I believe it when I can build it... (1)

stenvar (2789879) | about a year ago | (#43803643)

EOM

An easy solution (5, Funny)

K. S. Kyosuke (729550) | about a year ago | (#43803677)

If they want to know if the E-Cat works, why don't they just measure it with an E-meter?

Re:An easy solution (1)

NatasRevol (731260) | about a year ago | (#43804043)

Because the Scientologists scare them.

Re:An easy solution (0)

Anonymous Coward | about a year ago | (#43804385)

Is there an app for that?

Of course it's real... (0)

Anonymous Coward | about a year ago | (#43803695)

It's on the INTERNET for God's sake - people, it wouldn't be 100% true if it wasn't on the internet!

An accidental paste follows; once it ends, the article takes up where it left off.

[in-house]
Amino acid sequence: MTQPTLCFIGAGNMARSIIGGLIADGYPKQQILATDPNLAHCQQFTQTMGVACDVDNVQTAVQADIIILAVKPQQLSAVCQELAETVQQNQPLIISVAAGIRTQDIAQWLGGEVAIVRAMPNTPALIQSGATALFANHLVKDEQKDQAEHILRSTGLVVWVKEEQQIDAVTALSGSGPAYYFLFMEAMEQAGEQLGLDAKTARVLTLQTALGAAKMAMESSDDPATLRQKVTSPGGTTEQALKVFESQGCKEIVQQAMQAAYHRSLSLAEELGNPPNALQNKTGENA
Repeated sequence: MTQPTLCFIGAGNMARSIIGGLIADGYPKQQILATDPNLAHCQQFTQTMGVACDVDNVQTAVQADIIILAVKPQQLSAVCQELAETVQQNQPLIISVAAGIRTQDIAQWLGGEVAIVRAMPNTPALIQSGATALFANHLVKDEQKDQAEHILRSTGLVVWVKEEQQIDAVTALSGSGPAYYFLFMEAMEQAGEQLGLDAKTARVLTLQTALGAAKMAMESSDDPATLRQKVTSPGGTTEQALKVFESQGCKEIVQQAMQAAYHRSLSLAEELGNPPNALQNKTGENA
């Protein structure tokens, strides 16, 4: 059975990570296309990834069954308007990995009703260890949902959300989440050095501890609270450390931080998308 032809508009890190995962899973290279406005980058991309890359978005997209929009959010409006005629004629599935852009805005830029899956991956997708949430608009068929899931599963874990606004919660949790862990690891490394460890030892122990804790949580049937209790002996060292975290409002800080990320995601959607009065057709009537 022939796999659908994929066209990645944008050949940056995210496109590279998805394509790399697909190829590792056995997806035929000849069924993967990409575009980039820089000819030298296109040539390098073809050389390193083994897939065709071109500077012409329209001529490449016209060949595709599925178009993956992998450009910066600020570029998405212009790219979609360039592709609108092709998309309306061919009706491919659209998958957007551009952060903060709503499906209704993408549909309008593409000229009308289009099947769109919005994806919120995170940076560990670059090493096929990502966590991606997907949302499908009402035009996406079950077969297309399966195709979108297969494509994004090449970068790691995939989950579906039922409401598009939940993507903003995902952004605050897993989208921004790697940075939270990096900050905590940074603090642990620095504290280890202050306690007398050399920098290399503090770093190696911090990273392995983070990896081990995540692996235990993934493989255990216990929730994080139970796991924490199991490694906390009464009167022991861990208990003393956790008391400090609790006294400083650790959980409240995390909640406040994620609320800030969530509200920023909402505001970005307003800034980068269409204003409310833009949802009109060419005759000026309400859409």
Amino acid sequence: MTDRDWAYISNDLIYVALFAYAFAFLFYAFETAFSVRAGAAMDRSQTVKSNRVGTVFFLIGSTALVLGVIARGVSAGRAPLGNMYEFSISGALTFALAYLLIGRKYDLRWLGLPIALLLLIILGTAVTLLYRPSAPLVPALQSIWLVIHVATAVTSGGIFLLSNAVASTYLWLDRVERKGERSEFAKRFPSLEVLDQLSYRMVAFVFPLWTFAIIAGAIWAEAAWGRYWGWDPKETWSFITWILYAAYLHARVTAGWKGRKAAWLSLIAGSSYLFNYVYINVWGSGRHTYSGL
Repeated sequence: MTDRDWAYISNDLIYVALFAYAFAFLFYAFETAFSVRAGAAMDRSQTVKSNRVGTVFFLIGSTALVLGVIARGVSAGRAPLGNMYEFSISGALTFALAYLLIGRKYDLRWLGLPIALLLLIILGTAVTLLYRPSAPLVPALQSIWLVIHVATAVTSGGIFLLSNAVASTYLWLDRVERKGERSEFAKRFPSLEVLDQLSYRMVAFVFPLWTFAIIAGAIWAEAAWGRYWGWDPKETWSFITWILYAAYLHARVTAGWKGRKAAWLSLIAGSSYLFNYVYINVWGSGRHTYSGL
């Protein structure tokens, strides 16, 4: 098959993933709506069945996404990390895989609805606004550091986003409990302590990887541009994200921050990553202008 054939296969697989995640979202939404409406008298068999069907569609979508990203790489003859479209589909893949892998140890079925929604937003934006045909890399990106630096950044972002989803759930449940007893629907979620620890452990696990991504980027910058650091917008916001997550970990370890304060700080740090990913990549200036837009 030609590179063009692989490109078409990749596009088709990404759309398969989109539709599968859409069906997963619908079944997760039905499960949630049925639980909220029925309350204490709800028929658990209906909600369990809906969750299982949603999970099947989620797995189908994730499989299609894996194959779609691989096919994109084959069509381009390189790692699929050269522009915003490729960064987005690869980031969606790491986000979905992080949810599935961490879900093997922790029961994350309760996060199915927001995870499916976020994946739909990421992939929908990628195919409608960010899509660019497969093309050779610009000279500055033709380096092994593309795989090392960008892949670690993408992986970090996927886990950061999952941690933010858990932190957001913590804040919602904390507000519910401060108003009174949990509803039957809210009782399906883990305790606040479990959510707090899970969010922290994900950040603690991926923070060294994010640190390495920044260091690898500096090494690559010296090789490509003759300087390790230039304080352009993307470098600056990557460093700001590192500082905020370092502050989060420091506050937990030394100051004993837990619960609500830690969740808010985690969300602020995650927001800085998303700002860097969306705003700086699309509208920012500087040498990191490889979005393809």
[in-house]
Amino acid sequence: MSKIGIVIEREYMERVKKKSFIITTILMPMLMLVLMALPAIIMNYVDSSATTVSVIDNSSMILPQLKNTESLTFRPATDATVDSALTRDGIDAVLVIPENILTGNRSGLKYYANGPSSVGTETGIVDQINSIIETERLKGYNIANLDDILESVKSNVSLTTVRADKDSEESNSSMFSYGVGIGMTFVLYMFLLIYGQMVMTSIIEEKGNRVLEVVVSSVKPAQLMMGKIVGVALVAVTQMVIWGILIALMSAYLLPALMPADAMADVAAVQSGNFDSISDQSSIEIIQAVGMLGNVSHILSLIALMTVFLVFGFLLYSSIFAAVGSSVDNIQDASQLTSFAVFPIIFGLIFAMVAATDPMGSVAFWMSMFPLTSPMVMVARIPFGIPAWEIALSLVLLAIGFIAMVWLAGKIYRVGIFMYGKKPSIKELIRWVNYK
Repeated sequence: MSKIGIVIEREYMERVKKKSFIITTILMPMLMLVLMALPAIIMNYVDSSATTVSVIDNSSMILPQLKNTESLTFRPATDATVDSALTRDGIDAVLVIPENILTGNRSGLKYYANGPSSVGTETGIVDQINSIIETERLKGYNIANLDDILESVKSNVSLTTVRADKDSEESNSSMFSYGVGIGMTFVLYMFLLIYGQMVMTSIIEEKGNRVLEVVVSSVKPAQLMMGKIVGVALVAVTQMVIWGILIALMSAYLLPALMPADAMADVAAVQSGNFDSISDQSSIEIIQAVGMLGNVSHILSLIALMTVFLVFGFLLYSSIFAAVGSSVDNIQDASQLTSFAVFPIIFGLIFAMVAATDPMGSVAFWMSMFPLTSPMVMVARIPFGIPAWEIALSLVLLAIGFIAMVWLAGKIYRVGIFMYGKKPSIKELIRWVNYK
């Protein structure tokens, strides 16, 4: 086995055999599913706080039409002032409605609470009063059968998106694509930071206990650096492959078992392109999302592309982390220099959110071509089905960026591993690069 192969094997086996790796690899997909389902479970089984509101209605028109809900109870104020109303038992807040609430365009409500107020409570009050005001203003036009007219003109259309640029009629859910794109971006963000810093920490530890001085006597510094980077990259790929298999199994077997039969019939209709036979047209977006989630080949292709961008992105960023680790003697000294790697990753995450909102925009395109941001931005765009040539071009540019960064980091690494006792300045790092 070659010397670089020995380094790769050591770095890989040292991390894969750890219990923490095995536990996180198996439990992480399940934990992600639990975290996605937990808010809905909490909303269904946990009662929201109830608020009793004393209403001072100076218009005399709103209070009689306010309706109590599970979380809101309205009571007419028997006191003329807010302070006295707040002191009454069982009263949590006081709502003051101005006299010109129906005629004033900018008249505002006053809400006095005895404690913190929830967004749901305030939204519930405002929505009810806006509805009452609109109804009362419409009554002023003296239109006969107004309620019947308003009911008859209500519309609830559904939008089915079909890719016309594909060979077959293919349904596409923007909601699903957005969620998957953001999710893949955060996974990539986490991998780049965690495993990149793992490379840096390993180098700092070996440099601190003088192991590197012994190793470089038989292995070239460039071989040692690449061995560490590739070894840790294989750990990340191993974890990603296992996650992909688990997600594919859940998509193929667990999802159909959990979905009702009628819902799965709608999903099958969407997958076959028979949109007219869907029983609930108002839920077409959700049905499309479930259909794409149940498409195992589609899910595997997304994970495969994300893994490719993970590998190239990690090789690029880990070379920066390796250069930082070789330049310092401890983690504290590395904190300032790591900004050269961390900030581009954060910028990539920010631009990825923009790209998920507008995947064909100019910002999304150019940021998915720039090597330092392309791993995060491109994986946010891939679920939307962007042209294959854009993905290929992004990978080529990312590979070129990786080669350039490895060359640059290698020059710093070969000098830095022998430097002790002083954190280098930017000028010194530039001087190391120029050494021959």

Re:Of course it's real... (1)

The123king (2395060) | about a year ago | (#43803749)

But it's not on the internet, it's in Italy. I'd be genuinely surprised if cold fusion happened on the internet...

Re:Of course it's real... (0)

Anonymous Coward | about a year ago | (#43803845)

Yea, I'm a french model too...

Thermal Hysteresis (1)

eggstasy (458692) | about a year ago | (#43803705)

It sounds like the poor sap just "invented" thermal hysteresis - the fact that things take some time to cool off, and therefore it's possible to keep them hot after shutting down the power. In the article, it says that 360 Watts were applied continuously with interspersed periods of 930 W, if I understood it correctly.

Re:Thermal Hysteresis (4, Informative)

Sockatume (732728) | about a year ago | (#43803809)